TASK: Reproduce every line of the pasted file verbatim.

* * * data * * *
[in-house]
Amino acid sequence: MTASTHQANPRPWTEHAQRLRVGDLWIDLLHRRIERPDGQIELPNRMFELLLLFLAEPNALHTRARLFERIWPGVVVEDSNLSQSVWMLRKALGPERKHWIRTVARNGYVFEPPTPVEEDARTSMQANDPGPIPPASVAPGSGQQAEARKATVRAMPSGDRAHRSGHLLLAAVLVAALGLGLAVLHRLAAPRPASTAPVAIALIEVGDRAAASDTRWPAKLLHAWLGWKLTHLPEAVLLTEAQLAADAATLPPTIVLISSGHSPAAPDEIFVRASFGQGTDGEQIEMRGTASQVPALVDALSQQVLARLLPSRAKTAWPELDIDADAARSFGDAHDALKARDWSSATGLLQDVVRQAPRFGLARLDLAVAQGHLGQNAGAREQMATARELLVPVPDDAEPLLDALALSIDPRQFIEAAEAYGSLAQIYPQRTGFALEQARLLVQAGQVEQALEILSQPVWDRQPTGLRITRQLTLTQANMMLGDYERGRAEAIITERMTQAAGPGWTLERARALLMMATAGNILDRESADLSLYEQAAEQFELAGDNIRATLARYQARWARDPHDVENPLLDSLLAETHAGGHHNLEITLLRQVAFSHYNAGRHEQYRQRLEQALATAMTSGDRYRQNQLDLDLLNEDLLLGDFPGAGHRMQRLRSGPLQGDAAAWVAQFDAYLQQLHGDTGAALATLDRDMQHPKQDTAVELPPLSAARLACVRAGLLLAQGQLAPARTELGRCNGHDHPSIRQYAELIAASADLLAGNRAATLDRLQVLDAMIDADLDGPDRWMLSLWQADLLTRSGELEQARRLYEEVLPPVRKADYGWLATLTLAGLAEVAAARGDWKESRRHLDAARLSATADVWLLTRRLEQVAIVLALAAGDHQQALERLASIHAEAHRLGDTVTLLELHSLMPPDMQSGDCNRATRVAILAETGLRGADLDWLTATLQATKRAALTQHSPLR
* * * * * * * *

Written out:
[in-house]
Amino acid sequence: MTASTHQANPRPWTEHAQRLRVGDLWIDLLHRRIERPDGQIELPNRMFELLLLFLAEPNALHTRARLFERIWPGVVVEDSNLSQSVWMLRKALGPERKHWIRTVARNGYVFEPPTPVEEDARTSMQANDPGPIPPASVAPGSGQQAEARKATVRAMPSGDRAHRSGHLLLAAVLVAALGLGLAVLHRLAAPRPASTAPVAIALIEVGDRAAASDTRWPAKLLHAWLGWKLTHLPEAVLLTEAQLAADAATLPPTIVLISSGHSPAAPDEIFVRASFGQGTDGEQIEMRGTASQVPALVDALSQQVLARLLPSRAKTAWPELDIDADAARSFGDAHDALKARDWSSATGLLQDVVRQAPRFGLARLDLAVAQGHLGQNAGAREQMATARELLVPVPDDAEPLLDALALSIDPRQFIEAAEAYGSLAQIYPQRTGFALEQARLLVQAGQVEQALEILSQPVWDRQPTGLRITRQLTLTQANMMLGDYERGRAEAIITERMTQAAGPGWTLERARALLMMATAGNILDRESADLSLYEQAAEQFELAGDNIRATLARYQARWARDPHDVENPLLDSLLAETHAGGHHNLEITLLRQVAFSHYNAGRHEQYRQRLEQALATAMTSGDRYRQNQLDLDLLNEDLLLGDFPGAGHRMQRLRSGPLQGDAAAWVAQFDAYLQQLHGDTGAALATLDRDMQHPKQDTAVELPPLSAARLACVRAGLLLAQGQLAPARTELGRCNGHDHPSIRQYAELIAASADLLAGNRAATLDRLQVLDAMIDADLDGPDRWMLSLWQADLLTRSGELEQARRLYEEVLPPVRKADYGWLATLTLAGLAEVAAARGDWKESRRHLDAARLSATADVWLLTRRLEQVAIVLALAAGDHQQALERLASIHAEAHRLGDTVTLLELHSLMPPDMQSGDCNRATRVAILAETGLRGADLDWLTATLQATKRAALTQHSPLR